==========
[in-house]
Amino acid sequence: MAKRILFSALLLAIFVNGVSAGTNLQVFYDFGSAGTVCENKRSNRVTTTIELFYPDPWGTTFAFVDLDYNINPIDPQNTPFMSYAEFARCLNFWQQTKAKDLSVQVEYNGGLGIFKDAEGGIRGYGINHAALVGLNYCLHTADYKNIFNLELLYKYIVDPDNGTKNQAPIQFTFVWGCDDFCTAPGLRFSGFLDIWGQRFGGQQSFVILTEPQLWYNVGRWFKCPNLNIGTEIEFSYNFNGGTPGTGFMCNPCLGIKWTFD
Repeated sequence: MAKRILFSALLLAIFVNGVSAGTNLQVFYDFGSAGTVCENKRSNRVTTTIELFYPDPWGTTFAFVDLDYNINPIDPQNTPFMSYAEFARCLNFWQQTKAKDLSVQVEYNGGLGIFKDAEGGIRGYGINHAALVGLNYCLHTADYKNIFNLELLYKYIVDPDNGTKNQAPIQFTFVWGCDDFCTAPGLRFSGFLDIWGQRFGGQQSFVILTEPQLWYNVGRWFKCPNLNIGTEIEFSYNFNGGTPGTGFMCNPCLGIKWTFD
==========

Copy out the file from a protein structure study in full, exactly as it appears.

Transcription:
[in-house]
Amino acid sequence: MAKRILFSALLLAIFVNGVSAGTNLQVFYDFGSAGTVCENKRSNRVTTTIELFYPDPWGTTFAFVDLDYNINPIDPQNTPFMSYAEFARCLNFWQQTKAKDLSVQVEYNGGLGIFKDAEGGIRGYGINHAALVGLNYCLHTADYKNIFNLELLYKYIVDPDNGTKNQAPIQFTFVWGCDDFCTAPGLRFSGFLDIWGQRFGGQQSFVILTEPQLWYNVGRWFKCPNLNIGTEIEFSYNFNGGTPGTGFMCNPCLGIKWTFD
Repeated sequence: MAKRILFSALLLAIFVNGVSAGTNLQVFYDFGSAGTVCENKRSNRVTTTIELFYPDPWGTTFAFVDLDYNINPIDPQNTPFMSYAEFARCLNFWQQTKAKDLSVQVEYNGGLGIFKDAEGGIRGYGINHAALVGLNYCLHTADYKNIFNLELLYKYIVDPDNGTKNQAPIQFTFVWGCDDFCTAPGLRFSGFLDIWGQRFGGQQSFVILTEPQLWYNVGRWFKCPNLNIGTEIEFSYNFNGGTPGTGFMCNPCLGIKWTFD